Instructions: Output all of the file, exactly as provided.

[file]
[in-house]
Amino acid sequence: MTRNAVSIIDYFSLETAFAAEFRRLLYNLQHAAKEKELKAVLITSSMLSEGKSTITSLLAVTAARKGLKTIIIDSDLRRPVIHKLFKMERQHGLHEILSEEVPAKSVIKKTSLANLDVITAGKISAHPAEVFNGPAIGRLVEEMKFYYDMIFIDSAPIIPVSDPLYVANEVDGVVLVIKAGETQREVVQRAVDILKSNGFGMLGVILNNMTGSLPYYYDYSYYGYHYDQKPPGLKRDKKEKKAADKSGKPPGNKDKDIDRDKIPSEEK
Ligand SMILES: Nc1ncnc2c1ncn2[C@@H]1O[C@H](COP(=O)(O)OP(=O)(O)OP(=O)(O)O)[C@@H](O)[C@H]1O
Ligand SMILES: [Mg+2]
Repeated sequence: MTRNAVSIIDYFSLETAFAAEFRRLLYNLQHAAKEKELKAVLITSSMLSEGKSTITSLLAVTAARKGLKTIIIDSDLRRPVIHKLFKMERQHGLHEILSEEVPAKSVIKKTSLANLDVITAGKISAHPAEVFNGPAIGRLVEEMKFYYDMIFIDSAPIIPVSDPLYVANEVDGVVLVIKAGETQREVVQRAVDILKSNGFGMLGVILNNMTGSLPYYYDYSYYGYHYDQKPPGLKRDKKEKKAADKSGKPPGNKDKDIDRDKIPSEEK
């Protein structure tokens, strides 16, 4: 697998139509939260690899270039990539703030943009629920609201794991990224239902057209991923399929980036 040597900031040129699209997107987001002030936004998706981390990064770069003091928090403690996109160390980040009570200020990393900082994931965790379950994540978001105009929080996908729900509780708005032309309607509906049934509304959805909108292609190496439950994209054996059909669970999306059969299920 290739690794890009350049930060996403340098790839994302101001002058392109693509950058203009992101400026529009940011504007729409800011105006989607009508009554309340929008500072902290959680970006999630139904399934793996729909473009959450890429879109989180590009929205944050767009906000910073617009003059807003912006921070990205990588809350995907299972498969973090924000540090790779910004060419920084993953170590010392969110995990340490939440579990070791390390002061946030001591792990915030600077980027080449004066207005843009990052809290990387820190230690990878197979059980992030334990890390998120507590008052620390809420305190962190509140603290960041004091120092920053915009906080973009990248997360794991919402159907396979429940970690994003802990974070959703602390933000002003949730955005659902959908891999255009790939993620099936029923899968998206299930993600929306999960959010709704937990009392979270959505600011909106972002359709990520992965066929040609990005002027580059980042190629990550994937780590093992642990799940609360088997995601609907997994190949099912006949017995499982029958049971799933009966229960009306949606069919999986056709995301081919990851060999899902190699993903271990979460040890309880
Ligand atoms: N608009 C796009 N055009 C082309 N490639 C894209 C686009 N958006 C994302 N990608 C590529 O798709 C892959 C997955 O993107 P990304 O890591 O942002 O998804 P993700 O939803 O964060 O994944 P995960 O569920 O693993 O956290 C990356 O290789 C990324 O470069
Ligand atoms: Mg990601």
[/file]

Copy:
[in-house]
Amino acid sequence: MTRNAVSIIDYFSLETAFAAEFRRLLYNLQHAAKEKELKAVLITSSMLSEGKSTITSLLAVTAARKGLKTIIIDSDLRRPVIHKLFKMERQHGLHEILSEEVPAKSVIKKTSLANLDVITAGKISAHPAEVFNGPAIGRLVEEMKFYYDMIFIDSAPIIPVSDPLYVANEVDGVVLVIKAGETQREVVQRAVDILKSNGFGMLGVILNNMTGSLPYYYDYSYYGYHYDQKPPGLKRDKKEKKAADKSGKPPGNKDKDIDRDKIPSEEK
Ligand SMILES: Nc1ncnc2c1ncn2[C@@H]1O[C@H](COP(=O)(O)OP(=O)(O)OP(=O)(O)O)[C@@H](O)[C@H]1O
Ligand SMILES: [Mg+2]
Repeated sequence: MTRNAVSIIDYFSLETAFAAEFRRLLYNLQHAAKEKELKAVLITSSMLSEGKSTITSLLAVTAARKGLKTIIIDSDLRRPVIHKLFKMERQHGLHEILSEEVPAKSVIKKTSLANLDVITAGKISAHPAEVFNGPAIGRLVEEMKFYYDMIFIDSAPIIPVSDPLYVANEVDGVVLVIKAGETQREVVQRAVDILKSNGFGMLGVILNNMTGSLPYYYDYSYYGYHYDQKPPGLKRDKKEKKAADKSGKPPGNKDKDIDRDKIPSEEK
């Protein structure tokens, strides 16, 4: 697998139509939260690899270039990539703030943009629920609201794991990224239902057209991923399929980036 040597900031040129699209997107987001002030936004998706981390990064770069003091928090403690996109160390980040009570200020990393900082994931965790379950994540978001105009929080996908729900509780708005032309309607509906049934509304959805909108292609190496439950994209054996059909669970999306059969299920 290739690794890009350049930060996403340098790839994302101001002058392109693509950058203009992101400026529009940011504007729409800011105006989607009508009554309340929008500072902290959680970006999630139904399934793996729909473009959450890429879109989180590009929205944050767009906000910073617009003059807003912006921070990205990588809350995907299972498969973090924000540090790779910004060419920084993953170590010392969110995990340490939440579990070791390390002061946030001591792990915030600077980027080449004066207005843009990052809290990387820190230690990878197979059980992030334990890390998120507590008052620390809420305190962190509140603290960041004091120092920053915009906080973009990248997360794991919402159907396979429940970690994003802990974070959703602390933000002003949730955005659902959908891999255009790939993620099936029923899968998206299930993600929306999960959010709704937990009392979270959505600011909106972002359709990520992965066929040609990005002027580059980042190629990550994937780590093992642990799940609360088997995601609907997994190949099912006949017995499982029958049971799933009966229960009306949606069919999986056709995301081919990851060999899902190699993903271990979460040890309880
Ligand atoms: N608009 C796009 N055009 C082309 N490639 C894209 C686009 N958006 C994302 N990608 C590529 O798709 C892959 C997955 O993107 P990304 O890591 O942002 O998804 P993700 O939803 O964060 O994944 P995960 O569920 O693993 O956290 C990356 O290789 C990324 O470069
Ligand atoms: Mg990601």